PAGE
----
The concept of dimension is another matter of debate in photography. Reduction of 3 dimensional world into two dimensions makes me question the things an artist wants to or obliged to convey in his/her work. On the other hand, merging the objects standing in different distances from a photographic plane on a single plane, brings out a different condition in which several layers are merged.

Finally, let's discuss the notion of representation. Representation in photography is considered in general as the idea that the photograph represents that which is photographed. At this point, let's consider that which is photographed is an individual. When the photograph approaches an individual, what it conveys is different from other visual mediums like painting or sculpture. The "detached moment" is also detached from the individual. When an individual who is embodied in a photograph taken in a specific time and place, belongs to that individual maybe more than, certainly no less than it does to the photographer. This aspect ascribes photography the optimal medium to represent in visual terms.

What happens when we look at a photograph?

This section embodies what happens when we look at a photograph as well as more subjective views.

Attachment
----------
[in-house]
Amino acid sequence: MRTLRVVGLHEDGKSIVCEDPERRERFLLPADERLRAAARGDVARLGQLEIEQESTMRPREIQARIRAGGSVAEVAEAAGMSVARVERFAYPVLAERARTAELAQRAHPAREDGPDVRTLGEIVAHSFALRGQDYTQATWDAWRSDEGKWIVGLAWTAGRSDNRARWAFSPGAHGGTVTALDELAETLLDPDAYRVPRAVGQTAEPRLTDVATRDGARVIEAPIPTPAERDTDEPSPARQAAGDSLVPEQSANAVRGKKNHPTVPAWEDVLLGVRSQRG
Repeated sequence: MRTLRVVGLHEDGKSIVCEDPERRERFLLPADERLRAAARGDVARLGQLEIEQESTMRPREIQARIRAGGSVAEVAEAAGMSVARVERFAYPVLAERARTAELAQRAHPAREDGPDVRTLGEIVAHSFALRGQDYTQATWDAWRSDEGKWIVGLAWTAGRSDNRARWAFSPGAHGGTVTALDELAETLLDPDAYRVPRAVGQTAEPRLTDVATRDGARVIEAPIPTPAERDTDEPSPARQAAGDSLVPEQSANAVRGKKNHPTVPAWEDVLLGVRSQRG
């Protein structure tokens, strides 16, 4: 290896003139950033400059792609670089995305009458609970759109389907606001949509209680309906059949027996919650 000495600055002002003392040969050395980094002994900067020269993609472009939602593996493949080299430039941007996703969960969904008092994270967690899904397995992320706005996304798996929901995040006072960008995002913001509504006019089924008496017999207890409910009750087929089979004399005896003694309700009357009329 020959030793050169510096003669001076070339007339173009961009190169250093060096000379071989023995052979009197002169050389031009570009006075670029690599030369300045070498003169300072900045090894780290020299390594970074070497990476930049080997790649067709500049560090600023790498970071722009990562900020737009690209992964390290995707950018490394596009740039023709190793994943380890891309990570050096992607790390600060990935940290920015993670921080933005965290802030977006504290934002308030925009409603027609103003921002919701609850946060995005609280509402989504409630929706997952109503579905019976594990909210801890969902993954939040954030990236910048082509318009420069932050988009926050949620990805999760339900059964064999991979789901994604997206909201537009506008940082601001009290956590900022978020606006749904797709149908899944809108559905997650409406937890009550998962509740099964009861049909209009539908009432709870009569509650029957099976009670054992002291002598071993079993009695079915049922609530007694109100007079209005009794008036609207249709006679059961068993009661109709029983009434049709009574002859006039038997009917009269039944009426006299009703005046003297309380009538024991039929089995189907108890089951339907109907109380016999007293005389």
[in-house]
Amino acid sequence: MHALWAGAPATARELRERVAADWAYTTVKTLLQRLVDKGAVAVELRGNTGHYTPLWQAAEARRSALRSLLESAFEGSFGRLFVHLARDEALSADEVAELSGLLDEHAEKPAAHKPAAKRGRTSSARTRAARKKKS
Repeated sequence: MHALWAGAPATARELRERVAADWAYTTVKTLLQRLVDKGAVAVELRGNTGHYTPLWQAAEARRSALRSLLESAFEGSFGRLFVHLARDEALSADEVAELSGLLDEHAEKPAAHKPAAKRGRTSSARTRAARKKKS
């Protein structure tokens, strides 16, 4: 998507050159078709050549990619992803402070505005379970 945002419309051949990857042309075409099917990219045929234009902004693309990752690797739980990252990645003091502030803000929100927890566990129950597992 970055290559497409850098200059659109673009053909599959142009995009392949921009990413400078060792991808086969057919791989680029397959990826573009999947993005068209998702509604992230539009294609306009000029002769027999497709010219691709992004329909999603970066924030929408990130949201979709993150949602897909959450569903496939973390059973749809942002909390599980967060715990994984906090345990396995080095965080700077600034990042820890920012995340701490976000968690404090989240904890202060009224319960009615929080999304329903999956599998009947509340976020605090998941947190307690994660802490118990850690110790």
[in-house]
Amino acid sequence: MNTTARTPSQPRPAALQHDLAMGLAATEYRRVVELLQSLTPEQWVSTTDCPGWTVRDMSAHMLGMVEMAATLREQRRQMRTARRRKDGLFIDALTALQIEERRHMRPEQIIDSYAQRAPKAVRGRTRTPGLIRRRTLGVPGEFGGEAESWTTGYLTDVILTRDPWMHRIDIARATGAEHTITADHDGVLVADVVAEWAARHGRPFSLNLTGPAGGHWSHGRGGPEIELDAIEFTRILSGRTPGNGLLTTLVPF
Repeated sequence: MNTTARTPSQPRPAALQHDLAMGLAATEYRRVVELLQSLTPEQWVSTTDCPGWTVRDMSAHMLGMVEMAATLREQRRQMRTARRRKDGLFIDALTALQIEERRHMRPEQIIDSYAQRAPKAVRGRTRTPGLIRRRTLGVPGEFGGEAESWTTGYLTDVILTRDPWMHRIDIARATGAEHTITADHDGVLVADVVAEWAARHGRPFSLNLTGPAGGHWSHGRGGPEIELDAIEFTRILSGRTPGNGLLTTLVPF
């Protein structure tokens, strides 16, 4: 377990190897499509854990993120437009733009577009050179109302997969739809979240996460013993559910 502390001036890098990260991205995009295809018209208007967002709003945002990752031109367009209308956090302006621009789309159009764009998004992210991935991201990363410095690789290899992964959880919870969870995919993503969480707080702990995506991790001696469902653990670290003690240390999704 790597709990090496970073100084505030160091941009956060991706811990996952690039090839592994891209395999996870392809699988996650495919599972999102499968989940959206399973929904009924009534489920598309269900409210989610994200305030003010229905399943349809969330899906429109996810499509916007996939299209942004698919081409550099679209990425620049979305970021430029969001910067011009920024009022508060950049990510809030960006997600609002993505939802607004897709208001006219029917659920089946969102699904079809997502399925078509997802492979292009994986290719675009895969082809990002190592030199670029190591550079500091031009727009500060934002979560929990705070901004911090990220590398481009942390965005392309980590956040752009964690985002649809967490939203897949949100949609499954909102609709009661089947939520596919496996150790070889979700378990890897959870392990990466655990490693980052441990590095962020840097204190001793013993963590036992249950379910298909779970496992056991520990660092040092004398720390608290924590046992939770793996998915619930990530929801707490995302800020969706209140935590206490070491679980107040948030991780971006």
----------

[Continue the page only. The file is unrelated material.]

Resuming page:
When a photograph is printed and hung on some wall, it becomes a reality to be photographed. I question why the artist offers a specific photograph for me to look at in terms of its singularity and narrative integrity. Why that medium consisting of a specific "time-space" and object is displayed at a specific time and space I am in? This time, all the practices and theories that photograph contains in itself, requires a reading through the apprehension of the viewer rather than the photographer's condition. I try at first to read the medium itself, similar to this statement: "Myself, I saw only the referent, the desired object, the beloved body; but an importunate voice...then adjured me, in a severe tone: 'Get back to Photography..."(7)

If you like, let's consider the practical basis, but this time within the scope of what I just stated.

As Benjamin indicates, the ability to reproduce a specific photograph, brought the notion of authenticity into question, and further promoted the novel notion of edition. Today, I guess, we mostly come across the notion of edition in the medium of photography. Edition is an agreement that a photograph can only be printed in given numbers in given dimensions specified by the artist and under the control of the artist. Therefore, that material being recognized as a work of art is under the courtesy of the agreement itself. Secondly, to me, the fact that a specific work of art is reproduced, grants a competence that it can be found in different places simultaneously. This state which reverses the physics principles, can be rooted in my preference for art works setting forth from the combination of art and science - they leave a sweet-sour taste in my mouth.

I think this child has lied easily since it started talking and from that day on, the majority believed that this child is telling the truth.

We tend to believe what photographs tell completely as long as we don't see any manipulation conflicting with our logic, because it only records what is there.